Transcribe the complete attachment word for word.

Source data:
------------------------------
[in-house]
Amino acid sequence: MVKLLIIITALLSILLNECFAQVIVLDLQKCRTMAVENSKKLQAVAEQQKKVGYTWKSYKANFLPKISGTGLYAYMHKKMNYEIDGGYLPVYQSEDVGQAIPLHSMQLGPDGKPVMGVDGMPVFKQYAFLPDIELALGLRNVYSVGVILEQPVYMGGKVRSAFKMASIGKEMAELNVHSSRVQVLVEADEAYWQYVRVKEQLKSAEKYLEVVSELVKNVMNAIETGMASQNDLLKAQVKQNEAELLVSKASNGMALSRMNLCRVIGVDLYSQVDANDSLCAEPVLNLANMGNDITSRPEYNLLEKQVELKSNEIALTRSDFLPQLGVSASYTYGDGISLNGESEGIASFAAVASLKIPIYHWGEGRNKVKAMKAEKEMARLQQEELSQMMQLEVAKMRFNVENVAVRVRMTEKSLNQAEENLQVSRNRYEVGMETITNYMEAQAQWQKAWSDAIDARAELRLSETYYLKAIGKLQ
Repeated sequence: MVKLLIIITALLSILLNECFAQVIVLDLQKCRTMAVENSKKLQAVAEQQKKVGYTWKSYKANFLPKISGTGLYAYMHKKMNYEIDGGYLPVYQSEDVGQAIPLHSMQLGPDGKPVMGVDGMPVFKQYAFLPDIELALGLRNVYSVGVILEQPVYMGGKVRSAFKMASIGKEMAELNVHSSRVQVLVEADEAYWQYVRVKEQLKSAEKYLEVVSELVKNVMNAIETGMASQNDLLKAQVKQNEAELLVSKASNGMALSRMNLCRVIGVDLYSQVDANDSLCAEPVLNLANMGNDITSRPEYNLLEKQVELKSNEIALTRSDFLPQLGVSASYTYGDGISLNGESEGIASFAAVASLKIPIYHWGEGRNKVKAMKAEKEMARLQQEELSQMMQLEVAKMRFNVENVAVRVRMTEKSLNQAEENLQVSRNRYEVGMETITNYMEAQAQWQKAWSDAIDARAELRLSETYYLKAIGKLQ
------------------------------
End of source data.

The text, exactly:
[in-house]
Amino acid sequence: MVKLLIIITALLSILLNECFAQVIVLDLQKCRTMAVENSKKLQAVAEQQKKVGYTWKSYKANFLPKISGTGLYAYMHKKMNYEIDGGYLPVYQSEDVGQAIPLHSMQLGPDGKPVMGVDGMPVFKQYAFLPDIELALGLRNVYSVGVILEQPVYMGGKVRSAFKMASIGKEMAELNVHSSRVQVLVEADEAYWQYVRVKEQLKSAEKYLEVVSELVKNVMNAIETGMASQNDLLKAQVKQNEAELLVSKASNGMALSRMNLCRVIGVDLYSQVDANDSLCAEPVLNLANMGNDITSRPEYNLLEKQVELKSNEIALTRSDFLPQLGVSASYTYGDGISLNGESEGIASFAAVASLKIPIYHWGEGRNKVKAMKAEKEMARLQQEELSQMMQLEVAKMRFNVENVAVRVRMTEKSLNQAEENLQVSRNRYEVGMETITNYMEAQAQWQKAWSDAIDARAELRLSETYYLKAIGKLQ
Repeated sequence: MVKLLIIITALLSILLNECFAQVIVLDLQKCRTMAVENSKKLQAVAEQQKKVGYTWKSYKANFLPKISGTGLYAYMHKKMNYEIDGGYLPVYQSEDVGQAIPLHSMQLGPDGKPVMGVDGMPVFKQYAFLPDIELALGLRNVYSVGVILEQPVYMGGKVRSAFKMASIGKEMAELNVHSSRVQVLVEADEAYWQYVRVKEQLKSAEKYLEVVSELVKNVMNAIETGMASQNDLLKAQVKQNEAELLVSKASNGMALSRMNLCRVIGVDLYSQVDANDSLCAEPVLNLANMGNDITSRPEYNLLEKQVELKSNEIALTRSDFLPQLGVSASYTYGDGISLNGESEGIASFAAVASLKIPIYHWGEGRNKVKAMKAEKEMARLQQEELSQMMQLEVAKMRFNVENVAVRVRMTEKSLNQAEENLQVSRNRYEVGMETITNYMEAQAQWQKAWSDAIDARAELRLSETYYLKAIGKLQ